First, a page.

1) Startup boards function like a team: All three were actively involved in all decisions and walked alongside – there was no hierarchy. “It would have been very weird if we had the formal stuff of motions, votes, call to order and such” says TA. We were like a team.

2) No painful board slides:  TA would prepared a pithy 2/3 slide presentation where the board would discuss top 3 issues and how they could help. “It was not a presentation in my view but more a framework for discussion – 80% of time was spent in discussing the hard issues —- and yes, it was productive” says TA.

3) Making tough decisions and delivering strong outcomes: The board and TA (as CEO) would often not agree on everything. “For example, I wanted to find a way to get some revenues and the board wanted to push for adoption  - we were split straight in the middle on this decision. But we picked a path and the board supported me at every step. I had to earn their trust by my actions – these are accomplished only after you deliver meaningful outcomes” TA says.  “The hardest part for any CEO is to admit I dont know” he adds, but if you build a trusting board-CEO relationship, this becomes easier.

With TA, it was a text book case – a great CEO, a supportive board and good market timing – in late 2011, Gist was acquired by RIM / Blackberry. Three years after the first round of investment, everyone celebrated the outcomes. Read TA  views here in his blog How VCs can be awesome board members

As CEO, you need to know how your investors can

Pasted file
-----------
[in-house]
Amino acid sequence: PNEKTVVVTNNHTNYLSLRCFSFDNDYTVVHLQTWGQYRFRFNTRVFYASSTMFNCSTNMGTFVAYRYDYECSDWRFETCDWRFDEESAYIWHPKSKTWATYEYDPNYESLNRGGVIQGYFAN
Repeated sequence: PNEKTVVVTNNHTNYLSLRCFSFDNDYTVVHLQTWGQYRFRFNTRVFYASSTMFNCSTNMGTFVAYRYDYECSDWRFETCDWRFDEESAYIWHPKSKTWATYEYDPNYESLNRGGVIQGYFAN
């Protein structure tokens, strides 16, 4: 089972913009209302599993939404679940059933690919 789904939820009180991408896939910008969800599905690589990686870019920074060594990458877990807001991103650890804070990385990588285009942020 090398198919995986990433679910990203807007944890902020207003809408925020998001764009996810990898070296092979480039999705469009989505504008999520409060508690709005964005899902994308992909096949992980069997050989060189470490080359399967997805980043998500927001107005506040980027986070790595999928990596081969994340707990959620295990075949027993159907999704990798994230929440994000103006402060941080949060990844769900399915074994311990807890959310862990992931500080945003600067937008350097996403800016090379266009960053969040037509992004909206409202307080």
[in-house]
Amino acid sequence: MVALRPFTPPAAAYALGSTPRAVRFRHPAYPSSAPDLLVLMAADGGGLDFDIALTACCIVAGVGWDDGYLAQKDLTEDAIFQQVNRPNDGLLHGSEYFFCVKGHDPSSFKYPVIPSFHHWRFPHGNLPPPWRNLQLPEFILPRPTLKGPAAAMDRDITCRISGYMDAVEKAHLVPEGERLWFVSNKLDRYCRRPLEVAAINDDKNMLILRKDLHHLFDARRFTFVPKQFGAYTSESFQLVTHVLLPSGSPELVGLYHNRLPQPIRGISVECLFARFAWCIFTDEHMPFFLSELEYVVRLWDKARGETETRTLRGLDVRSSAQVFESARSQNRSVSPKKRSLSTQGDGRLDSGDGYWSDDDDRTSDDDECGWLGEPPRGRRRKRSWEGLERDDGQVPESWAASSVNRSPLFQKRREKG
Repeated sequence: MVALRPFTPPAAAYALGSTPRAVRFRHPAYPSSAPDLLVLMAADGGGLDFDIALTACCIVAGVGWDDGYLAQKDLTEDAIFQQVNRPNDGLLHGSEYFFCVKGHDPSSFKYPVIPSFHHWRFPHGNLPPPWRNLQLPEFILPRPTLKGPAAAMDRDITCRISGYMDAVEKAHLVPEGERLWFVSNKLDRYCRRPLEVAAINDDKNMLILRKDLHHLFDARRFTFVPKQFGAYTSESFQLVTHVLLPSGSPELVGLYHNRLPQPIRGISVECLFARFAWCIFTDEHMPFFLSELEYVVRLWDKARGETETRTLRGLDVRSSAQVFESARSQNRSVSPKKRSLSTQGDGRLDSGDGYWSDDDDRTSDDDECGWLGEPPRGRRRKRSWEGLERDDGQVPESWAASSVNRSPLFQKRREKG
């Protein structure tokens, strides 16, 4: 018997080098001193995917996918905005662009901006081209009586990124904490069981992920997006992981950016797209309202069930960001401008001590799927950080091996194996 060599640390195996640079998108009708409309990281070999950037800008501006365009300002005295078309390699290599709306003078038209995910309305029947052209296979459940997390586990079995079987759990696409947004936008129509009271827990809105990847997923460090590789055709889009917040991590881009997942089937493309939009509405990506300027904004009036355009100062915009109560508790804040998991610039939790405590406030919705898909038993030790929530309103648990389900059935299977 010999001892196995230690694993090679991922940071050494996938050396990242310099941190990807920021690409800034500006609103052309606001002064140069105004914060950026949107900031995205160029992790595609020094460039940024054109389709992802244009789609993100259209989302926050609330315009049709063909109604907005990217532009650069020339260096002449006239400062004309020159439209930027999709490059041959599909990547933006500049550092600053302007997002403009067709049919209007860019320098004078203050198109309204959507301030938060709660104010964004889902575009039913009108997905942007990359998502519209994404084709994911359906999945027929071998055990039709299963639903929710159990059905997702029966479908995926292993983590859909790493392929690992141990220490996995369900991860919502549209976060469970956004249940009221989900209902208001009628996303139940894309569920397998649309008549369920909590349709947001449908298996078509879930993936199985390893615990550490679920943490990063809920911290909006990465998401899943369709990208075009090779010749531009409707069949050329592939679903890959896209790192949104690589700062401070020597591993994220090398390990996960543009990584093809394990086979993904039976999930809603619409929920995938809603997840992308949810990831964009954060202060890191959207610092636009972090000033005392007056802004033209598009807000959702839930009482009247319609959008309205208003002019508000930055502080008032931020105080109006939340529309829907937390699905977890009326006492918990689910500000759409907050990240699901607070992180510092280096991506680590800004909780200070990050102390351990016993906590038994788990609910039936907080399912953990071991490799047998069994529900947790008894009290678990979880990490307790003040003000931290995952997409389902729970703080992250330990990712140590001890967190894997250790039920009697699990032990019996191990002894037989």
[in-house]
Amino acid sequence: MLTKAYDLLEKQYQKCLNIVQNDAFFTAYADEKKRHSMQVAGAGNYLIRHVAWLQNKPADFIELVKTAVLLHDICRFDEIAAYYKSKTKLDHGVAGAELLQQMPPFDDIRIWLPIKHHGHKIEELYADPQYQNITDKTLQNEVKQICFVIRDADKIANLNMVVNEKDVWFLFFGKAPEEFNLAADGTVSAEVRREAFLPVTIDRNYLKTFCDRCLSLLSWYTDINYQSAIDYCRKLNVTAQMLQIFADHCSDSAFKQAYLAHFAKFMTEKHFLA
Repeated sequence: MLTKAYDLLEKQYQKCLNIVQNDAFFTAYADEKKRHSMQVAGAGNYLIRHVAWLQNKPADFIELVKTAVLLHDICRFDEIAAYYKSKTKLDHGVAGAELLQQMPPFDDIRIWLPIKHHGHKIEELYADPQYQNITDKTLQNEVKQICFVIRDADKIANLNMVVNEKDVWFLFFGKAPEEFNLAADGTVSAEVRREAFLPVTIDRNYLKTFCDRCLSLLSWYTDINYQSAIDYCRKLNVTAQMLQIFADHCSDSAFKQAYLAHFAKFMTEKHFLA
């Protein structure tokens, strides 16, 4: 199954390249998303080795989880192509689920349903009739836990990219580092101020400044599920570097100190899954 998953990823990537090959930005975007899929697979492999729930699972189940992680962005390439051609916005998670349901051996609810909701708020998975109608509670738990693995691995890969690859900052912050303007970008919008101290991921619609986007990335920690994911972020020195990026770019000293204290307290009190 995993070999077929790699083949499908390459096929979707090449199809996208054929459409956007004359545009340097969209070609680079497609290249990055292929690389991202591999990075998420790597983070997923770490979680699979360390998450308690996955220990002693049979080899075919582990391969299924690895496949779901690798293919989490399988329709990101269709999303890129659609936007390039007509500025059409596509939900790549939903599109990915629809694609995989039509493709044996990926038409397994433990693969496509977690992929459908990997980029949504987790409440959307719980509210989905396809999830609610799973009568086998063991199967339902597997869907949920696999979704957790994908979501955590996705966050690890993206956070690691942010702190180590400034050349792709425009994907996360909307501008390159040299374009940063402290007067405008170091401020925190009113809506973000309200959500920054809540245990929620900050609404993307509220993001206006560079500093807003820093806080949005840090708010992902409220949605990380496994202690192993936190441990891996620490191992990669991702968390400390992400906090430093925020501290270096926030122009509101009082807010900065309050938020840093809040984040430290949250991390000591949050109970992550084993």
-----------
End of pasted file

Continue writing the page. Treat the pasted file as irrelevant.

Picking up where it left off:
(a) function as a part of your team,

(b) how they behave in the time of crisis,

(c) how they can support you when you are missing milestones – rest assured you will miss plenty of milestones.

If you build your board proactively, you can be assured of supportive behavior in tough situations.  We all have had our share of bad relationships – screamers and unstable minds who crumble under pressure, or worse threaten to fire / sue / emotionally blackmail you. One CEO we know was threatened of shareholder action after a down round. Entrepreneurs who focus too much only on the money (scoring a high pre-money) and not enough on the board-CEO chemistry run this risk – a non-trivial issue by any means.

In such situations, you get the money but end up dealing with all kinds of unknowns.   Its like getting married only for the dowry (lots of cash, a flat screen TV, some gold or even a convertible beemer) and having no emotional connection with your partner. So if you chose to focus only on the money, at least follow the best practices of dowry — ask for a flat screen TV with that term sheet!

 


Welcome to Startup Revolution!



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I’m Brad Feld, a partner at a venture capital firm called Foundry Group and based in Boulder, Colorado.  I’m also a cofounder of TechStars.

Startup Revolution is the name for a series of books I’m working on. Currently there are four of them in the series.

1. Startup Communities: Creating a Great Entrepreneurial Ecosystem in Your City. I’m the sole author on this one and it should be available by the end of September, 2012.

2. Startup Life: Surviving and Thriving in a Relationship With an Entrepreneur. I’m writing this one with my wife, Amy Batchelor.  We expect it to be available by December 2012.

3. Startup Boards: Reinventing the Board of Directors to Better Support the Entrepreneur. I’m writing this one with my friend Mahendra Ramsinghani. We expect it to be available in March 2013.

4. Startup Metrics: Making Sense of the Numbers in Your Startup. I’m writing this one with Seth Levine, one of my partners at Foundry Group. We expect it to be available in June 2013.